=R=

"Hey, hey, careful man! There's a beverage here!" --The Dude, The Big Lebowski

LTHForum.com -- The definitive Chicago-based culinary chat site

ronnie_suburban 'at' yahoo.com

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Tonight I read this topic from top to bottom (Man oh man do I need to get myself down there!), and I saw that someone had inquired a while back as to whether or not PGC offered take out. This intrigued me, so I called them up and I am happy to report that they do, indeed, offer carryout.

Thanks for the information, Ben. Thursday is my day to choose lunch for the office and your post has inspired me. :smile:

=R=

It should be interesting to see if the food is still up to snuff...For me at least, presentation is an important part of the fun of a great meal.

Edited by bentherebfor (log)

Some people say the glass is half empty, others say it is half full, I say, are you going to drink that?

Ben Wilcox

benherebfour@gmail.com

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Tonight I read this topic from top to bottom (Man oh man do I need to get myself down there!), and I saw that someone had inquired a while back as to whether or not PGC offered take out. This intrigued me, so I called them up and I am happy to report that they do, indeed, offer carryout.

Thanks for the information, Ben. Thursday is my day to choose lunch for the office and your post has inspired me. :smile:

=R=

It should be interesting to see if the food is still up to snuff...For me at least, presentation is an important part of the fun of a great meal.

Yeah, there's no question in my mind that it won't be as good as eating in the restaurant; for a variety of reasons.

Still, I'll try to order something that looks like it can travel well and hope for the best. In the end, I will be comparing it with other PGC meals I've actually eaten on premises. That said, the lunch menu looks almost completely different from the dinner menu, so it won't be a direct comparison by any means.

A more useful comparison -- and one that I know I will make -- is between carry-out lunch from PGC and carry-out lunch from other, similar places that we hit on a regular basis. A few that come to mind (in the same approximate price range) are Bluegrass, Player's Grill, Rosebud (Highland Park) and Miramar (Highwood).

FWIW, their current lunch menu looks outstanding and I'm really looking forward to tomorrow's lunch.

=R=

"Hey, hey, careful man! There's a beverage here!" --The Dude, The Big Lebowski

LTHForum.com -- The definitive Chicago-based culinary chat site

ronnie_suburban 'at' yahoo.com

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The menu does look fantastic!

Interesting that we happen to be discussing this on the same day that the NY Times publishes almost an entire "Dining In" section on how-to's for take-out and delivery in New York.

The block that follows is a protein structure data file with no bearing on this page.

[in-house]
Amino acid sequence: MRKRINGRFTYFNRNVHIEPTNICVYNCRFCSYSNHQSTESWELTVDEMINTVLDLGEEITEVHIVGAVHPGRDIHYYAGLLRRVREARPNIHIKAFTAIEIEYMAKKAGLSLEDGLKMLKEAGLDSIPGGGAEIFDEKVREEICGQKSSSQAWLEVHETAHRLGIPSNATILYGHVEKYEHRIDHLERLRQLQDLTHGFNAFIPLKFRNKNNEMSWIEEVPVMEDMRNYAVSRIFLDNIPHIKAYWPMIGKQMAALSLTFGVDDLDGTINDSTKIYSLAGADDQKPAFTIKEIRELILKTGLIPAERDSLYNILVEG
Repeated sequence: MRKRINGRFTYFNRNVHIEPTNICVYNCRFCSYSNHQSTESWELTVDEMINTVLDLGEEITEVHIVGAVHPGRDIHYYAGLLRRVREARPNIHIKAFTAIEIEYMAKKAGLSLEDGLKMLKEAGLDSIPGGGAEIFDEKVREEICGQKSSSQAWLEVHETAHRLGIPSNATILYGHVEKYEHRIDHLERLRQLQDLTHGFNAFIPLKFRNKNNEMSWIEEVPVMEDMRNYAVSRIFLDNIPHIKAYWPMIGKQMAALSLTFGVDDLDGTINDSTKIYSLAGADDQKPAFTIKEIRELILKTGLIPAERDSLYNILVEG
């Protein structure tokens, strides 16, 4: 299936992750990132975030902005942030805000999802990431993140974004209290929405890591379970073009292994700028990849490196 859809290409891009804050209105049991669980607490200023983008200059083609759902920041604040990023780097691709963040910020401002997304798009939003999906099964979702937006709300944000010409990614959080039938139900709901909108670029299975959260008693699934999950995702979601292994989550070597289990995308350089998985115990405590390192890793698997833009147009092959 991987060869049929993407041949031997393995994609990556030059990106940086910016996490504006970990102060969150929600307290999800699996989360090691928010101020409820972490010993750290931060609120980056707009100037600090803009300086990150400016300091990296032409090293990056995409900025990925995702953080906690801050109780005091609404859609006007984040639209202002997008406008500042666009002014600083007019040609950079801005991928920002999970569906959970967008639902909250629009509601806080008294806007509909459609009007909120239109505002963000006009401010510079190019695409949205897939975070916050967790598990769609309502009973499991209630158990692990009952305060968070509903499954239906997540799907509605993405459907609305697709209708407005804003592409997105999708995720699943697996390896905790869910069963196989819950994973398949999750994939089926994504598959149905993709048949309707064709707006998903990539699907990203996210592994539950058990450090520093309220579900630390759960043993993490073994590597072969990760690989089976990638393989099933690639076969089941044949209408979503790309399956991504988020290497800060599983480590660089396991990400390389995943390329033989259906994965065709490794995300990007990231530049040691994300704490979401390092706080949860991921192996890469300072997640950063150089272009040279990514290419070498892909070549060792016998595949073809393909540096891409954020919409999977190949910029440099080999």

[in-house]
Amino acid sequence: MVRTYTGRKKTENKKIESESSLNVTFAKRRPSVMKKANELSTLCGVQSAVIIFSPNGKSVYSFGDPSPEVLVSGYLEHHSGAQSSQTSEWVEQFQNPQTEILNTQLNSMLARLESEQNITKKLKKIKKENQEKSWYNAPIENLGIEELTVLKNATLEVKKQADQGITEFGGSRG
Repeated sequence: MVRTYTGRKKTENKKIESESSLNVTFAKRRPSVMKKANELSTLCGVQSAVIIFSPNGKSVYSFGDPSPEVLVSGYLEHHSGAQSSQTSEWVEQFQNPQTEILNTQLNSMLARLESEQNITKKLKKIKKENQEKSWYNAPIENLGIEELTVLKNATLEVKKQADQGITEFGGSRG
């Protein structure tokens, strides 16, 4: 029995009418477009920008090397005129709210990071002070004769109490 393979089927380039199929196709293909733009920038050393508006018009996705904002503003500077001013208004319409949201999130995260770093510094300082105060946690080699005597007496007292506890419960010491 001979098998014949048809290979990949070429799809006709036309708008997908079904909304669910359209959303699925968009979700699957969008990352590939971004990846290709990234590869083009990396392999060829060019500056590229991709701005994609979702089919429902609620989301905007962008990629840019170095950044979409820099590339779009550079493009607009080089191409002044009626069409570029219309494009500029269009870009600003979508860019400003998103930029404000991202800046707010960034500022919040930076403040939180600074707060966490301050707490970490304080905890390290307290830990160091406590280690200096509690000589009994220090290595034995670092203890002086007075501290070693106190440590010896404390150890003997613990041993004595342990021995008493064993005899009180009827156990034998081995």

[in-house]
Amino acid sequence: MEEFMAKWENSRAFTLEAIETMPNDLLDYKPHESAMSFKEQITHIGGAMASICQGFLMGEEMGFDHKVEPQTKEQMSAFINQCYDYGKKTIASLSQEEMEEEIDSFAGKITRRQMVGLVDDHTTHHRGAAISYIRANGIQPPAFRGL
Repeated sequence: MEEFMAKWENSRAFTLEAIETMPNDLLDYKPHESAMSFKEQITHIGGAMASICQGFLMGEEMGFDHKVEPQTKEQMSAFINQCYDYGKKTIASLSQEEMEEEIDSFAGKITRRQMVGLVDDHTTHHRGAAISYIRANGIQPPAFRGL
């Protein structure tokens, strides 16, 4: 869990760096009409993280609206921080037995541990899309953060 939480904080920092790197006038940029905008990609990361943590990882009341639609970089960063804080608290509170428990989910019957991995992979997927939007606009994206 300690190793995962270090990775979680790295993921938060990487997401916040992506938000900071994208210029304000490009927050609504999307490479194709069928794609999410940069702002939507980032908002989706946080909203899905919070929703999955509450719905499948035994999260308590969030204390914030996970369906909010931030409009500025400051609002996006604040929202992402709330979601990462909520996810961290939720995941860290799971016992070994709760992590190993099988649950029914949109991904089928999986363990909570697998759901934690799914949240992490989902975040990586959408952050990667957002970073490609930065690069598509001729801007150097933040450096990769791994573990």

Perhaps you could apply some of the tips found here :biggrin::biggrin:

B.

PS. All the articles can be found here

Some people say the glass is half empty, others say it is half full, I say, are you going to drink that?

Ben Wilcox

benherebfour@gmail.com

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Lunch today, from PGC, was outstanding. I had the skirt steak with chard and white beans. It was cooked perfectly, held up well in transit and tasted great. I also had the cream of parsnip soup which I really enjoyed. The items ordered by my cohorts (burger, penne, salads) also made the trip well and all 6 of us were happy. Packaging was good and condiments, napkins and utensils were included in abundance.

As expected, the overall experience wasn't quite as good as eating in the restaurant. One big difference is that you don't have baskets of hot, freshly-baked bread being dropped on your table throughout the meal. :biggrin:

But, it was damn good for carry out and really compared favorably to those other places I mentioned upthread. It was as good or better food-wise and was in the exact same ball park, price-wise. I'm fairly certain PGC will become part of the regular lunch rotation here at our office.

I also really can't wait to try out their brunch menu, something that I plan on doing, on premises, asap. :smile:

=R=

"Hey, hey, careful man! There's a beverage here!" --The Dude, The Big Lebowski

LTHForum.com -- The definitive Chicago-based culinary chat site

ronnie_suburban 'at' yahoo.com

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It's been a busy week but I did not want to neglect mentioning the fantastic brunch we had at PGC last Saturday morning. I had the best order of eggs benedict I can remember ever having (even better than I had at the Ritz, and far superior to what I've ever been served at Brennans). My wife ordered the eggs in crispy potato skins topped with sour cream and scallions -- Yum! A truly inspired dish. The boyo had the scrambled eggs, potatoes and sausage which was also a great plate. Just like the lamb and italian sausage on PGC's dinner menu, these sausages are made by Chef Bumbaris on premises and are simply tremendous. In the case of the breakfast sausage, it was flavored with ancho chilis and is intensely satisfying -- a surprisingly perfect match for the eggs and potatoes.